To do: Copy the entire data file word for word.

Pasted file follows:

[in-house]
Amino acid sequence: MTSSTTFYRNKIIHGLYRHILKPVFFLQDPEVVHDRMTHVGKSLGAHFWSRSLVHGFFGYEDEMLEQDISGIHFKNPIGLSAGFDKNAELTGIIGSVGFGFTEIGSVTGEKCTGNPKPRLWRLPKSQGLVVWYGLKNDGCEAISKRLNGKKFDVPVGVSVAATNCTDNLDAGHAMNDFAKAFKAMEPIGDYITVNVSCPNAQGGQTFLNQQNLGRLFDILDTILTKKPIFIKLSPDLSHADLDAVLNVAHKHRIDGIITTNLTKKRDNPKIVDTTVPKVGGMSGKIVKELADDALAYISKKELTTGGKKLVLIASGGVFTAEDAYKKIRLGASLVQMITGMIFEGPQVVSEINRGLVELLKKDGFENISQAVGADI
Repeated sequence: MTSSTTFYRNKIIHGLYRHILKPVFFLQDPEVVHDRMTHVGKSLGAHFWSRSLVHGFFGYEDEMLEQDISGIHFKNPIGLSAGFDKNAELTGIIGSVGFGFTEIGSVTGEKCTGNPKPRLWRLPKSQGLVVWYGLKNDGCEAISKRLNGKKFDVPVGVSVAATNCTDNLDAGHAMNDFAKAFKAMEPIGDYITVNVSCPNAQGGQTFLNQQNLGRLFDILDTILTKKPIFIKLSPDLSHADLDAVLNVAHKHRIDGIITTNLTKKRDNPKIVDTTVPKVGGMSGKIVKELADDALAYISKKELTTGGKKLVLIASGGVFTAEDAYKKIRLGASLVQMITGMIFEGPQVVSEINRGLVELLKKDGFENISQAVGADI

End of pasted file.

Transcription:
[in-house]
Amino acid sequence: MTSSTTFYRNKIIHGLYRHILKPVFFLQDPEVVHDRMTHVGKSLGAHFWSRSLVHGFFGYEDEMLEQDISGIHFKNPIGLSAGFDKNAELTGIIGSVGFGFTEIGSVTGEKCTGNPKPRLWRLPKSQGLVVWYGLKNDGCEAISKRLNGKKFDVPVGVSVAATNCTDNLDAGHAMNDFAKAFKAMEPIGDYITVNVSCPNAQGGQTFLNQQNLGRLFDILDTILTKKPIFIKLSPDLSHADLDAVLNVAHKHRIDGIITTNLTKKRDNPKIVDTTVPKVGGMSGKIVKELADDALAYISKKELTTGGKKLVLIASGGVFTAEDAYKKIRLGASLVQMITGMIFEGPQVVSEINRGLVELLKKDGFENISQAVGADI
Repeated sequence: MTSSTTFYRNKIIHGLYRHILKPVFFLQDPEVVHDRMTHVGKSLGAHFWSRSLVHGFFGYEDEMLEQDISGIHFKNPIGLSAGFDKNAELTGIIGSVGFGFTEIGSVTGEKCTGNPKPRLWRLPKSQGLVVWYGLKNDGCEAISKRLNGKKFDVPVGVSVAATNCTDNLDAGHAMNDFAKAFKAMEPIGDYITVNVSCPNAQGGQTFLNQQNLGRLFDILDTILTKKPIFIKLSPDLSHADLDAVLNVAHKHRIDGIITTNLTKKRDNPKIVDTTVPKVGGMSGKIVKELADDALAYISKKELTTGGKKLVLIASGGVFTAEDAYKKIRLGASLVQMITGMIFEGPQVVSEINRGLVELLKKDGFENISQAVGADI